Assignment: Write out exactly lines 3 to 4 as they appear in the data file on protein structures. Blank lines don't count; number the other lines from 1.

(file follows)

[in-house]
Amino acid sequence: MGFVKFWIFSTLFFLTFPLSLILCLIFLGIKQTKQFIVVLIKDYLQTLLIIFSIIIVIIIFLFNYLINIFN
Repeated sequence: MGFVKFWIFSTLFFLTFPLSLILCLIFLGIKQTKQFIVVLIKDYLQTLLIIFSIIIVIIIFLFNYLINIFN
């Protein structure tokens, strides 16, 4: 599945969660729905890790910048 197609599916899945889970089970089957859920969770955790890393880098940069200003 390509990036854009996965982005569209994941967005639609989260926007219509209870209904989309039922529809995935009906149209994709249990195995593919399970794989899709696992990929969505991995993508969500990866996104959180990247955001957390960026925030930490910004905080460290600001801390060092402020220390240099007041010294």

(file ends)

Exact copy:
Repeated sequence: MGFVKFWIFSTLFFLTFPLSLILCLIFLGIKQTKQFIVVLIKDYLQTLLIIFSIIIVIIIFLFNYLINIFN
């Protein structure tokens, strides 16, 4: 599945969660729905890790910048 197609599916899945889970089970089957859920969770955790890393880098940069200003 390509990036854009996965982005569209994941967005639609989260926007219509209870209904989309039922529809995935009906149209994709249990195995593919399970794989899709696992990929969505991995993508969500990866996104959180990247955001957390960026925030930490910004905080460290600001801390060092402020220390240099007041010294």